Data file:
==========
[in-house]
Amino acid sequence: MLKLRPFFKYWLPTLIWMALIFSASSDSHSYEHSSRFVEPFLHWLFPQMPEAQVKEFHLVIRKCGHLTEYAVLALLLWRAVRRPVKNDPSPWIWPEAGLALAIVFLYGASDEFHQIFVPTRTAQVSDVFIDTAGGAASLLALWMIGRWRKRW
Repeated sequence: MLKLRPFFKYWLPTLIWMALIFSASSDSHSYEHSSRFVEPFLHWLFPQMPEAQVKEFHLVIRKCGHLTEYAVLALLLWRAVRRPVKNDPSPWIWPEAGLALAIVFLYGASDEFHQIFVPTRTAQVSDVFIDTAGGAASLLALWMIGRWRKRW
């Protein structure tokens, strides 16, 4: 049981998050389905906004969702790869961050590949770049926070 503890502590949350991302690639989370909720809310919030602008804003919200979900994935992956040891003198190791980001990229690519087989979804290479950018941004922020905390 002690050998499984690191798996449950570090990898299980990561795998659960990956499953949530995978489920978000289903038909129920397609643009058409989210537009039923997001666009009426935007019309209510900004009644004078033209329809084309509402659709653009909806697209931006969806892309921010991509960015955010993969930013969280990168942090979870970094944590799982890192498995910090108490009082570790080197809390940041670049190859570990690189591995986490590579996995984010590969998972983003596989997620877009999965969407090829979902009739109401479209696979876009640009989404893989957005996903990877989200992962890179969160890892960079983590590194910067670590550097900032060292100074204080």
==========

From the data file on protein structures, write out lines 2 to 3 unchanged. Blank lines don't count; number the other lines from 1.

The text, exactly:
Amino acid sequence: MLKLRPFFKYWLPTLIWMALIFSASSDSHSYEHSSRFVEPFLHWLFPQMPEAQVKEFHLVIRKCGHLTEYAVLALLLWRAVRRPVKNDPSPWIWPEAGLALAIVFLYGASDEFHQIFVPTRTAQVSDVFIDTAGGAASLLALWMIGRWRKRW
Repeated sequence: MLKLRPFFKYWLPTLIWMALIFSASSDSHSYEHSSRFVEPFLHWLFPQMPEAQVKEFHLVIRKCGHLTEYAVLALLLWRAVRRPVKNDPSPWIWPEAGLALAIVFLYGASDEFHQIFVPTRTAQVSDVFIDTAGGAASLLALWMIGRWRKRW